Bile duct proliferation
Edema
Bile pigment retention
Neutrophilic inflammation
Toxic degeneration of neighboring hepatocytes

38

% of liver function that must be lost for hepatic failure to occur:

80-90%

39

Special problems r/t hepatic failure:

Hepatic encephalopathy
Hepatorenal syndrome

40

Cirrosis causes hepatic portal hypertension by:

Impairing blood flow through liver via fibrosis/scarring

41

Downstream effects of hepatic portal hypertension:

Ascites
Portosystemic shunts
Splenomegaly

42

Three clinical states of hepatitis:

Carrier/asymptomatic
Acute viral hepatitis
Chronic viral hepatitis

43

Common characteristics of HAV/HEV:

Self-limiting
2-8 week incubation
Acute only - no carrier or chronic states
Do not cause cancer
Fecal-oral transmission
Not common in US

44

HAV-specific characteristics:

Common childhood disease in developing countries; more dangerous in adults

Sporadic infections - associated with oysters and warm-water seafood

45

HEV-specific characteristics:

Endemic and seen in travellers; sporadic infections rare

20% mortality rate in pregnant women

46

Characteristics of HBV, HCV, and HDV:

Can cause carrier state, chronic hepatitis, and cancer

Parenteral transmission

Present in the US

47

HDV-specific trait:

Only survives along with coexisting HBV infection

48

ETOH effect on hepatocytes:

Can no longer incorporate fatty acids into lipoproteins for export --> hepatic steatosis (fatty liver)

49

Relationship between hepatic steatosis and alcoholic hepatitis:

Steatosis can turn into hepatisis with severe exposure; abstinence can have hepatitis revert to steatosis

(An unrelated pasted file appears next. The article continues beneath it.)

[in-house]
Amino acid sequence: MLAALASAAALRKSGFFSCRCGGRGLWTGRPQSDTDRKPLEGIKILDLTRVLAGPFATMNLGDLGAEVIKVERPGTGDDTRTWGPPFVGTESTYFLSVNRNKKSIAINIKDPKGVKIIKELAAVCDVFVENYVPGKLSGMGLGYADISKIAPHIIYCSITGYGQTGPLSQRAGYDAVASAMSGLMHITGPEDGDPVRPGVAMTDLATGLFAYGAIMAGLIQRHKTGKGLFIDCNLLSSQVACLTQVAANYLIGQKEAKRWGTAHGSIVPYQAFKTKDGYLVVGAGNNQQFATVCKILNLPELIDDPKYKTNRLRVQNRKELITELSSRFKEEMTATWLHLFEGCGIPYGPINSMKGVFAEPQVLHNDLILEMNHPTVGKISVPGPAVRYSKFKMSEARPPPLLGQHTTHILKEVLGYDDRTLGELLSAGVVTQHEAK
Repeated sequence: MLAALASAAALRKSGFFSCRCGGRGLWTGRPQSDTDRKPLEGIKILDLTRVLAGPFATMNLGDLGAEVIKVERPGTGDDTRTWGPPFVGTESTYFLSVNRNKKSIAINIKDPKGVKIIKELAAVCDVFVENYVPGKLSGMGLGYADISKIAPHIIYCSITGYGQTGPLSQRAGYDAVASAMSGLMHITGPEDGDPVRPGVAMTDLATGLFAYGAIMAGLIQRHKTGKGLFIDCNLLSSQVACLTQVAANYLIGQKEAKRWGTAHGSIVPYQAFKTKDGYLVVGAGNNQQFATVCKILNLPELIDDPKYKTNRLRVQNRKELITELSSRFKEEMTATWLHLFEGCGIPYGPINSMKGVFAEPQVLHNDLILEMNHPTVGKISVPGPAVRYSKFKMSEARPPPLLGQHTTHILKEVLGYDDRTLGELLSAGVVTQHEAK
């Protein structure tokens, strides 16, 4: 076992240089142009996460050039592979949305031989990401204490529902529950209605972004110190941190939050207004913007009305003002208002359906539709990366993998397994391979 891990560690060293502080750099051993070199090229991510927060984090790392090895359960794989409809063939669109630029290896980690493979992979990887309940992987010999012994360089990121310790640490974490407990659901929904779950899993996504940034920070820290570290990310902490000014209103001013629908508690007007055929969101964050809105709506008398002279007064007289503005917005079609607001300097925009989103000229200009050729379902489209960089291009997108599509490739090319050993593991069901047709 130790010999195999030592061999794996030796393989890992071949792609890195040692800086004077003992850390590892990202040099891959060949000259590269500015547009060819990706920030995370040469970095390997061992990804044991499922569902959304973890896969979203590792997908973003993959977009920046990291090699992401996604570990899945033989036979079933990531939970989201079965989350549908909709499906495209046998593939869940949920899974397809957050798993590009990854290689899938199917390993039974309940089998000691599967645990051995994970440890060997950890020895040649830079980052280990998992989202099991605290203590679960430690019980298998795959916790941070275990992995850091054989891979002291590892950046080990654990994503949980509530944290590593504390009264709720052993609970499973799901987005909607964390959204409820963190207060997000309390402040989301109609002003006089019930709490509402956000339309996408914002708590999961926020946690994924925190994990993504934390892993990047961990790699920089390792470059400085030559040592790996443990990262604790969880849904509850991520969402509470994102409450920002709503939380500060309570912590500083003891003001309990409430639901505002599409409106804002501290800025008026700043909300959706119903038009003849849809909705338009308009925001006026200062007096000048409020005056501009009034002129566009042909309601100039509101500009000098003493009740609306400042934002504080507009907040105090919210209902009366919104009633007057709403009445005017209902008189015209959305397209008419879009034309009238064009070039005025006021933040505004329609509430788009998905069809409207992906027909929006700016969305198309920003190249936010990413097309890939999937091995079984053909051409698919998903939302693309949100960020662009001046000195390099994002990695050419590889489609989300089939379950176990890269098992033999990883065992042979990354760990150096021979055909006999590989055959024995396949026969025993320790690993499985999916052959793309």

50

Incidence of alcoholic liver diseases:

Hepatic steatosis: 90-100%
Alcoholic hepatitis: 10-35%
Cirrhosis: 8-20%

51

Physical characteristics of cirrhotic liver and causes:

Nodularity from fibrous scarring
Greenish tint from bile
Yellowish tint from bilirubin

52

The body's only way of eliminating iron is:

Bleeding

53

Hemochromatosis is:

The uncontrolled uptake of iron

54

Demographics and genetic basis of hemochromatosis:

Mostly males (5-7:1) in their 50s or older

Autosomal recessive, affecting 0.5% of people
10% are heterozygous carriers

55

Sequelae of hemochromatosis:

Cirrhosis (100%)
DM (75-80%)
Skin pigmentation (75-80%)

56

Bantu siderosis is:

Another primary iron overload condition

57

Three secondary iron overload causes:

1. Transfusion (0.25 gm/unit)
2. β-thalassemia
3. Sideroblastic anemia

58

Describe primary biliary cirrhosis:

Destruction (often fatal) of intrahepatic bile ducts, most commonly with antimitochondrial antibodies present

59

Lab abnormalities seen in primary biliary cirrhosis:

Elevated alk phos & cholesterola
Hyperbilirubinemia late in disease

60

Describe secondary biliary cirrhosis:

Obstruction of the extrahepatic biliary tract due to:
Gallstones
Biliary atresia
Malignancy (biliary tree/pancreas)
Surgical strictures

61

Describe primary sclerosing cholangitis:

Destruction of intra- and extrahepatic bile ducts
Associated with ulcerative colitis (develops 2nd) but no antimitochondrial antibodies
Elevated alk phos

62

Manifestations of hepatic vein outflow obstruction:

Ascites
Hepatomegaly
Abdominal pain
Elevated transaminases
Jaundice

63

Manifestations of impaired intrahepatic blood flow:

Ascites (cirrhosis)
Esophageal varices
Elevated transaminases

64

Manifestations of impaired portal vein inflow:

Ascites
Esophageal varices
Splenomegaly
Intestinal congestion

65

Manifestations of impaired hepatic artery inflow:

Ischemia to bile ducts/parenchyma
Loss of graft in transplant

66

Causes of hepatocellular carcinoma:

HBV
Chronic liver disease (HCV, ETOH)
Aflatoxin (from peanuts)
Tyrosinemia
Cirrhosis

67

Relationship between HBV and HCC:

Early infection with HBV gives increased risk of HCC

68

Prognosis for HCC:

Mean survival 7 months

69

Risk factors for cholesterol gallstones:

Fair (or Native American)
Forty (older)
Female
Fertile
Fat
Gallbladder stasis
Hyperlipidemia

70

Risk factors for pigment gallstones:

Chronic hemolytic syndrome
Biliary infection
GI disorders (Crohn's)
Asian descent

71

Choledocholithiasis is:

Presence of stones in the biliary tree, not the gallbladder

72

Sequelae of choledocholithiasis:

Biliary obstruction
Pancreatitis
Cholangitis
Hepatic abscess
Chronic liver disease/biliary cirrhosis
Acute calculous cholecystitis

73

Major causes of acute pancreatitis:

IGETS
Idiopathic (most common)
Gallstones (2nd most common)
Ethanol
Trauma
Steroids